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DISRUPTIVE DESIGN

How to Design Products That Never Go Out of Style

Mijlo's Everyday Watch is aimed at consumers who never want to buy another timepiece--ever. Here are three tactics the company used to create it.
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Editor's Note: This article is part of a series that examines the lessons behind disruptive products through the lens of design.

On Friday, Dutch-based design collective Mijlo reached its Kickstarter goal of $25,000 (Canadian dollars) to launch a simple but innovative product: 10 watches for the price of one.

Well, almost. Mijlo's Everyday Watch comes with two faces and five unique straps, allowing customers to mix and match different variations, for $247. The crafty design concept is aimed at consumers seeking designer or quality watches without having to choose a single style.

As Mijlo states in its Kickstarter video, the Everyday Watch aspires to solve the problem of "fleeting trends and overpriced time pieces."

One of the interesting aspects about the Everyday Watch's "timeless" look is the way Mijlo crowdsourced the design. Prior to finalizing the product components, the company asked visitors to its design site to pick out their two favorite watch faces and five straps from a number of options. They even let voters pick the name "Everyday Watch" out of a list that included four other names for the product.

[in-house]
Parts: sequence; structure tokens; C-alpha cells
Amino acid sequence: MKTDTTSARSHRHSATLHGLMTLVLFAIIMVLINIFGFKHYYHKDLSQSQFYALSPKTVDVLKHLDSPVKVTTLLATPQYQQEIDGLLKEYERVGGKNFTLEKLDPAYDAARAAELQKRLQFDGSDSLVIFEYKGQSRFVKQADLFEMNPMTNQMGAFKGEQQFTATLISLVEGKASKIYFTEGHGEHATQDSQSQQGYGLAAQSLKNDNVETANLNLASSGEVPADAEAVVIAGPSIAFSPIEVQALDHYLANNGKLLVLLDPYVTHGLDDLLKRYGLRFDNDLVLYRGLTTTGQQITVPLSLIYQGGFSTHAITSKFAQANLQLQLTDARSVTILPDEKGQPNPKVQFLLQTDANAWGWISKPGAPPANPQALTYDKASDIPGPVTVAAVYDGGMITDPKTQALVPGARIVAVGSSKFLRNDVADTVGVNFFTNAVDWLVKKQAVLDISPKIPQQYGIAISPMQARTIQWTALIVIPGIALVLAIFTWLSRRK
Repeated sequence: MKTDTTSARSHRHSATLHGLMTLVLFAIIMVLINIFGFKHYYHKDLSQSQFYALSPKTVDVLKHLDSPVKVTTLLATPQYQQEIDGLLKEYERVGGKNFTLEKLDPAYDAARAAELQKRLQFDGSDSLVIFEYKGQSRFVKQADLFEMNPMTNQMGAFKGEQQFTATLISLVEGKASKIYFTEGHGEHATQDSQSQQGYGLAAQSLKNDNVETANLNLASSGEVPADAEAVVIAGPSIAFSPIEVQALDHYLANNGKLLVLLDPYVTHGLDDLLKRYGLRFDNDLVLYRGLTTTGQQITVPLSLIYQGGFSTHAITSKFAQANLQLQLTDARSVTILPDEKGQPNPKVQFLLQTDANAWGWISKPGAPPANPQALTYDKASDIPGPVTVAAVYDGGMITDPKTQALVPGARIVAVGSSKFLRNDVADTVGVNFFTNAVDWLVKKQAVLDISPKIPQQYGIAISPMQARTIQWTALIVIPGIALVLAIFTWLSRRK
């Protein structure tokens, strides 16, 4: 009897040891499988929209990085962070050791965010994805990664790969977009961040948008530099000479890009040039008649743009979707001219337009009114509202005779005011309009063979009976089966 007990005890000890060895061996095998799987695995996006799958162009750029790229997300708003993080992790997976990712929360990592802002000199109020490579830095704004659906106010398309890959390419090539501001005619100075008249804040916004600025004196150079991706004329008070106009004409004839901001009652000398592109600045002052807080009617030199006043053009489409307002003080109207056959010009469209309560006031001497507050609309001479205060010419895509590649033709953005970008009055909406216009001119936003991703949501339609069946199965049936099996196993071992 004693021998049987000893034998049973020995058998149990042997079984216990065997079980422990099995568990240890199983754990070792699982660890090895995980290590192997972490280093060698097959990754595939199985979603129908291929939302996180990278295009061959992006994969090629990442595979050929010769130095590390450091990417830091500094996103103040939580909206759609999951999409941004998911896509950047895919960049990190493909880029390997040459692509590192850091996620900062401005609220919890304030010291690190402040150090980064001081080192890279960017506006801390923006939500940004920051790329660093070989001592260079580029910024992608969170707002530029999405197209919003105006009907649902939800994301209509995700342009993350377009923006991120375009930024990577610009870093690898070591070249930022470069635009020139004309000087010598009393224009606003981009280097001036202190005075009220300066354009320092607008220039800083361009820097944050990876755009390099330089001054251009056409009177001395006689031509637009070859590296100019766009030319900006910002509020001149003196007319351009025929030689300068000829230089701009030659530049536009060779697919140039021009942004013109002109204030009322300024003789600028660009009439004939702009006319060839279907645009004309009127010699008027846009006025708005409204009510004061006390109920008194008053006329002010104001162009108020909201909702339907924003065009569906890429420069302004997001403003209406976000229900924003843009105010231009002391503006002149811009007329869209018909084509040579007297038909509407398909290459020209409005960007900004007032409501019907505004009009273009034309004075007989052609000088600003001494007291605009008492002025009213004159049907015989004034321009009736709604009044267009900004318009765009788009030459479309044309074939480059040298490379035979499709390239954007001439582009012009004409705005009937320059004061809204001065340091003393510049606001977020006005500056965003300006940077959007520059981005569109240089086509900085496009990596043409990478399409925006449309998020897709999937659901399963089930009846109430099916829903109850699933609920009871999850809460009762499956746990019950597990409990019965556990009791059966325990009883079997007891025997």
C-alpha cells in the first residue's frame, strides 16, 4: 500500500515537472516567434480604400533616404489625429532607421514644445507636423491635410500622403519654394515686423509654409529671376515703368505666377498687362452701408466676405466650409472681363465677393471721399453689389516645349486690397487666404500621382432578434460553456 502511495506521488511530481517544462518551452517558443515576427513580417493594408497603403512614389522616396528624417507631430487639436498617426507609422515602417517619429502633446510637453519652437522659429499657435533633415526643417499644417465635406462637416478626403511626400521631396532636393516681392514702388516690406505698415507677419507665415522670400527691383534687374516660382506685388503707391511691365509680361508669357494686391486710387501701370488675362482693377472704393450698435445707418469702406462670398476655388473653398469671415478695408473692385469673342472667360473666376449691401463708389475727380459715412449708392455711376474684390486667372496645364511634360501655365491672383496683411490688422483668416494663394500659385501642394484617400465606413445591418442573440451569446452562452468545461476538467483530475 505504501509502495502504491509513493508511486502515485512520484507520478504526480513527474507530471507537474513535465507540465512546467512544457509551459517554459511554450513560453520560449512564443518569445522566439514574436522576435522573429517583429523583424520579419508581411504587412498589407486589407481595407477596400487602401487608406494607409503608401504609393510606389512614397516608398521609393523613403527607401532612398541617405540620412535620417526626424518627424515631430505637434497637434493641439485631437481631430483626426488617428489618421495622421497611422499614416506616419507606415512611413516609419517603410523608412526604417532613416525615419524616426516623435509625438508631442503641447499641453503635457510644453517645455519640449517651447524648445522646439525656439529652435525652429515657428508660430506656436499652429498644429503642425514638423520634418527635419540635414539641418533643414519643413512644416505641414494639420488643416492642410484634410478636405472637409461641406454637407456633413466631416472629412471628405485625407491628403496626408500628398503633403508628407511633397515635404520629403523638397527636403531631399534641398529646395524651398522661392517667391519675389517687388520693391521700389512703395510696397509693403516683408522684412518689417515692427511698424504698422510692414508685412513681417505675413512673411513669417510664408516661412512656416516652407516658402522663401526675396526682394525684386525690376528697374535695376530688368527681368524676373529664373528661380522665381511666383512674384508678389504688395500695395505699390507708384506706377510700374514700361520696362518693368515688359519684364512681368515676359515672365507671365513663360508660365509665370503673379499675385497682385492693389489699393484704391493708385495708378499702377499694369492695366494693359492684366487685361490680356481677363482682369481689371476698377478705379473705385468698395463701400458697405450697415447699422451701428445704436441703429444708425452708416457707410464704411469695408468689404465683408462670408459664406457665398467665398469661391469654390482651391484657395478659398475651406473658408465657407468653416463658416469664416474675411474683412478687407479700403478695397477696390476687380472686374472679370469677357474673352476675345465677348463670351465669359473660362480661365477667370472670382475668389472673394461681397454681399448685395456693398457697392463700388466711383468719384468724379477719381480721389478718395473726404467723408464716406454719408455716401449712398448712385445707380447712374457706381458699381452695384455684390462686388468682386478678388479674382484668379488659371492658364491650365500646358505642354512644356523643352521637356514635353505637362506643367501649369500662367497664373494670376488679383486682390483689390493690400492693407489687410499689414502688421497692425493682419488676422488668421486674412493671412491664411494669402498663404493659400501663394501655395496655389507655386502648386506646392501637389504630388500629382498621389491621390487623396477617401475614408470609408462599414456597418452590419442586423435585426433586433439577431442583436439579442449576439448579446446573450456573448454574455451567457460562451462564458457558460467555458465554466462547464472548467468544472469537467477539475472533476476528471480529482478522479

In addition to Mijlo's unique approach to offering variety within a single product, here are three design lessons from the Everyday Watch:

Make products that are easy to use.

Unlike most watches, the Everyday Watch uses a unique clasp system with a simple push-button technology that makes changing straps and faces quick and easy.

Appeal to a broad audience.

Despite the variety of options, all of Mijlo's face-and-strap combinations embrace a unisex design that the company says will appeal to both men and women.

Over-deliver on service.

On top of including two free batteries and a compact felt case for customers to keep their extra watch face and straps, Mijlo offers a five-year guarantee for each strap and a simple replacement process. Customers who need replacement straps can take a photo of their worn-out straps and email it to the company to receive a new one for free.

Of course, anyone who likes the style of the Everyday Watch but doesn't want more than one can pick out a single style. Mijlo sells single faces paired with one strap for $97. 

One problem the Everyday Watch can't circumvent, however, is the fact that watches are increasingly falling out of favor thanks to the rise of mobile phones. Mijlo's watches also don't offer the sophisticated tools that smartwatches from companies like Samsung offer.

What do you think of Mijlo's strategy? Tell us in the comments below.

 

IMAGE: Courtesy Company
Last updated: Aug 1, 2014

GRAHAM WINFREY

Graham Winfrey is a staff writer for Inc.com. He previously covered alternative investments at Private Equity International magazine, prior to which he worked at Business Insider and msnbc.com. He lives in Brooklyn, New York.




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